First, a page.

No one likes a spammer, not your audience and not the US government.  Give your recipients their fair chance to opt out of future emails. Don’t make it confusing, frustrating or difficult.  If you do, you may find them hitting the “Report Spam” button in their email programs which will cause even more trouble than losing a single subscriber.   DO considered breaking your email campaigns up into more precise targets, so that a recipient that doesn’t want to be contact about one product/topic can still receive information on others that interest or concern them.

“Smart” email campaigns make use of at least basic analytics and tracking.  If you are operating on a tight budget, consider some basic Google Analytics.  It will give you an idea if your message is getting out and even some basics on what’s being clicked.  Google’s privacy policy is pretty recipient-friendly, so if you need intense data about your audience and their interaction with your emails, you may have to upgrade to more robust, paid solutions.

Smart emails also make use of customization.  Depending on your distribution method you may be able to customize portions of each email with your recipient’s name (if known), location specific details (if known or inferred) and other targeted offers and information.

How Do I Distribute and Manage My HTML Emails?

I don’t believe in “one-size fits all” solutions regardless of whatever the salespeople say, but there are some “few sizes fit most” solutions worth considering.

If you are a small company or individual that just wants to the weekly/monthly newsletter out to a hand-full of associates, you might be able to run the whole operation from your desktop with little more than Microsoft’s Office Suite or Mozilla’s Thunderbird.  Your ability to do customization and analytics may be a bit limited, so as your needs (or volume increase) you may want to graduate to a dedicated desktop solution.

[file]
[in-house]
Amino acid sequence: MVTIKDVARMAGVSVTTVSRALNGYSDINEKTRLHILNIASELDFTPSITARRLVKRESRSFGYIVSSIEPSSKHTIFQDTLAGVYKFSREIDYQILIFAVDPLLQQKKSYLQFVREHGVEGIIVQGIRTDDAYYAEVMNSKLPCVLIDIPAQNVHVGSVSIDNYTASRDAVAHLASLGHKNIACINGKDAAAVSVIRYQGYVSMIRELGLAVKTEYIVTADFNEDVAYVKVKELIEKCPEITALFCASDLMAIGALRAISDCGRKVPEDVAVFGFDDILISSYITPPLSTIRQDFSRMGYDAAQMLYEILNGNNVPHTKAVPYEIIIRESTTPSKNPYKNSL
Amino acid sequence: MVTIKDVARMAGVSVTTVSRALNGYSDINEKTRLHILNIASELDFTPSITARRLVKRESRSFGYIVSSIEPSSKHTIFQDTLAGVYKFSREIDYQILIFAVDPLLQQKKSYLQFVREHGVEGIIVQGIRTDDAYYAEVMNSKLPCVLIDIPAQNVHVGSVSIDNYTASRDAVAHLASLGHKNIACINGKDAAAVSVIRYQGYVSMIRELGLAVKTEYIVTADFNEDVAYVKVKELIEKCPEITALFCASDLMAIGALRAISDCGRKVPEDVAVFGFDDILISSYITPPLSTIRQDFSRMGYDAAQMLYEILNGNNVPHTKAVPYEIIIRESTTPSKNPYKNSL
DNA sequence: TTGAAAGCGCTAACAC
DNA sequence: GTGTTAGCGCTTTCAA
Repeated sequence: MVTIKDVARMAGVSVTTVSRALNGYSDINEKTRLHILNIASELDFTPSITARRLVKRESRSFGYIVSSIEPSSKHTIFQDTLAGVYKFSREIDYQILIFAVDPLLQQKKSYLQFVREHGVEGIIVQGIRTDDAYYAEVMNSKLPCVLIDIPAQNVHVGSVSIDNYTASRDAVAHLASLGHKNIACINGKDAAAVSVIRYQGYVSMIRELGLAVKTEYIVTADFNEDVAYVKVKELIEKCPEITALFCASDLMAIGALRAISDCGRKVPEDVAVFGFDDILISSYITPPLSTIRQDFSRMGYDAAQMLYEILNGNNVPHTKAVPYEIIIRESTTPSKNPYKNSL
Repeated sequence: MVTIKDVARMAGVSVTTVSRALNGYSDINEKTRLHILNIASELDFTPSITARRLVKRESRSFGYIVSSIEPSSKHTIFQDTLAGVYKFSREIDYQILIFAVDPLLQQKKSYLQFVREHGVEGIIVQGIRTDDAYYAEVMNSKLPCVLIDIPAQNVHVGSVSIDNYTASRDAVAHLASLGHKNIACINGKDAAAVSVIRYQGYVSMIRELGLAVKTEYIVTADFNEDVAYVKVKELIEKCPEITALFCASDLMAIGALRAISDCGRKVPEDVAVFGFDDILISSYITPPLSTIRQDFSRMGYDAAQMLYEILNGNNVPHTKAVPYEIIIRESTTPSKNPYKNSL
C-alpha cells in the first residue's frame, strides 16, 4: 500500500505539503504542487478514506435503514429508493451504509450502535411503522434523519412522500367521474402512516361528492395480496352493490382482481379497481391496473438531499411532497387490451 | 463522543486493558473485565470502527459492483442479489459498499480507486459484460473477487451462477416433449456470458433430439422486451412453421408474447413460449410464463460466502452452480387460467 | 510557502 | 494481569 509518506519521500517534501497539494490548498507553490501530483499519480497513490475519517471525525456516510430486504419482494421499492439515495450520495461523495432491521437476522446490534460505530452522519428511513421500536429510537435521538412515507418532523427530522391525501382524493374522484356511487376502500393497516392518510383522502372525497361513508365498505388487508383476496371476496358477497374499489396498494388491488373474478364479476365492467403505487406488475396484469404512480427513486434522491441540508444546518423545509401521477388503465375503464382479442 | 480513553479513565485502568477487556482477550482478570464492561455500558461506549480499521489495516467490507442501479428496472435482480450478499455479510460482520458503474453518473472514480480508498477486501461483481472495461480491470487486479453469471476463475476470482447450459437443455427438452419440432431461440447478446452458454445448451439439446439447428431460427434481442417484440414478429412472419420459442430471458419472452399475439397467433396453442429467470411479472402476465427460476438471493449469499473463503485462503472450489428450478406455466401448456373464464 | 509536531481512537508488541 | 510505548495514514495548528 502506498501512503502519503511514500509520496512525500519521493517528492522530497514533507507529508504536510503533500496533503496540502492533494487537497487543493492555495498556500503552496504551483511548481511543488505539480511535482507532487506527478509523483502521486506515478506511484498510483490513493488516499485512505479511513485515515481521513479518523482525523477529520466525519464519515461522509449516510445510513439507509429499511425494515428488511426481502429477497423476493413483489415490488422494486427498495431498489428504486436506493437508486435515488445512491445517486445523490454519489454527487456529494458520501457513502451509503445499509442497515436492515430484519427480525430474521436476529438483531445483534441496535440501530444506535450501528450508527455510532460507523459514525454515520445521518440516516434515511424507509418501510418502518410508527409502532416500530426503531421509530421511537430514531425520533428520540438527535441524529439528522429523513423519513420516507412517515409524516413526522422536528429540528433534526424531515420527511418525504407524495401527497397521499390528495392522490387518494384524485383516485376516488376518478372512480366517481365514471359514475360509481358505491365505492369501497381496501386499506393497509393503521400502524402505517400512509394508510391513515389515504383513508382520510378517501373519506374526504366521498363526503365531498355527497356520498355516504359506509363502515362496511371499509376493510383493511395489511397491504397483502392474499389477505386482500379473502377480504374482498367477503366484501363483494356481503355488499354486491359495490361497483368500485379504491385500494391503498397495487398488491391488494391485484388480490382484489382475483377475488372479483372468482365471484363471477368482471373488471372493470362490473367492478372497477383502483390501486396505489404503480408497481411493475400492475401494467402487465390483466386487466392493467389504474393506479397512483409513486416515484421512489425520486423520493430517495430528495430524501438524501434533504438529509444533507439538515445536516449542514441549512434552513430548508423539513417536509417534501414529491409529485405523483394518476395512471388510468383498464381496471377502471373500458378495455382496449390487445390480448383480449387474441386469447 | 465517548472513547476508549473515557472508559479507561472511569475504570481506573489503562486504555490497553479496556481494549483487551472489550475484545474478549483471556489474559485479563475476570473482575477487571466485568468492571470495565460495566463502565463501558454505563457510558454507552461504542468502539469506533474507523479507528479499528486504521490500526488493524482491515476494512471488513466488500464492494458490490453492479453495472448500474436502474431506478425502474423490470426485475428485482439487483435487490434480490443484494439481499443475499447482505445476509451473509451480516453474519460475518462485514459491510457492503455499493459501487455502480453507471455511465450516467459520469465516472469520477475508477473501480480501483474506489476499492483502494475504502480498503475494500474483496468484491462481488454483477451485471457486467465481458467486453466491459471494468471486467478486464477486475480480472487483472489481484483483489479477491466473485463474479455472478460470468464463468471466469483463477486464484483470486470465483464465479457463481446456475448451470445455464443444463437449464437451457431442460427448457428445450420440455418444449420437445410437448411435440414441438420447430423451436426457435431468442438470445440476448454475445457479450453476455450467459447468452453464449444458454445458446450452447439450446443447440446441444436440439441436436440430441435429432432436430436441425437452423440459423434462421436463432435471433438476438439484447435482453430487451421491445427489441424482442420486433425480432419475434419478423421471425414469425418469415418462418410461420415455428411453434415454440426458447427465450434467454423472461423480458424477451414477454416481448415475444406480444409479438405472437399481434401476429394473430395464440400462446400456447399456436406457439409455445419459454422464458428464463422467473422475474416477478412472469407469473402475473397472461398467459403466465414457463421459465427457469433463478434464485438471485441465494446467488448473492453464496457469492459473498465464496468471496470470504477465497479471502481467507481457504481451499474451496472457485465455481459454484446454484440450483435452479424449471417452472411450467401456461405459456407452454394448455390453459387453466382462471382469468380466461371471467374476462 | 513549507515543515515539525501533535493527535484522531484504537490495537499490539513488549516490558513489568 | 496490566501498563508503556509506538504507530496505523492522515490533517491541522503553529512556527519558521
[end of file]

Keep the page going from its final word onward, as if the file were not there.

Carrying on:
If you regularly send out batches of the emails in the hundred and/or need more ability to customize individual email content and incorporate click tracking, analytics, etc, you may consider investing in a desktop or web-based emailing solution.  These are a significant upgrade in terms of functionality and performance, so I recommend using them from the get-go if you have any budget or volume-growth expectations whatsoever.  Along the spectrum of solutions I have encountered are MailChimp, PHPList, GroupMail, etc.

If you are sending volumes of email in the amount that I call “epic”, it might be time to reach out to a dedicated email “blasting” service.  It is very easy to get accidentally categorized as a spammer with a single poorly implemented email working in the realm of tens of thousands or more recipients.  The repercussion of this can be blacklisting of the hosting/sending server (probably you), cancellation of internet or hosting services, civil/legal ramifications and serious damage to your reputation.  Untangling the fallout from one such mistake can be a long, painful and/or expensive undertaking.  Proceed with caution!

A Short Note On Testing

Aside from the practical limitations, you really can’t test enough scenarios.  What seems like a trivial change on last week’s HTML email may seriously affect your quality on a single, but vital recipient platform.  Identify your most common recipient environments and see if you can’t replicate them with a test transmissive before releasing your HTML email into the wild. Remember, there are no “take backs” in email.  Some of the most common recipients may be web-clients (GMail, Yahoo Mail, Hotmail, etc) but remember they can still perform differently on different browsers and operating systems.  Desktop applications may include the likes of Outlook, Outlook Express, Mac Mail and Thunderbird.  Know your audience, but give yourself wiggle room.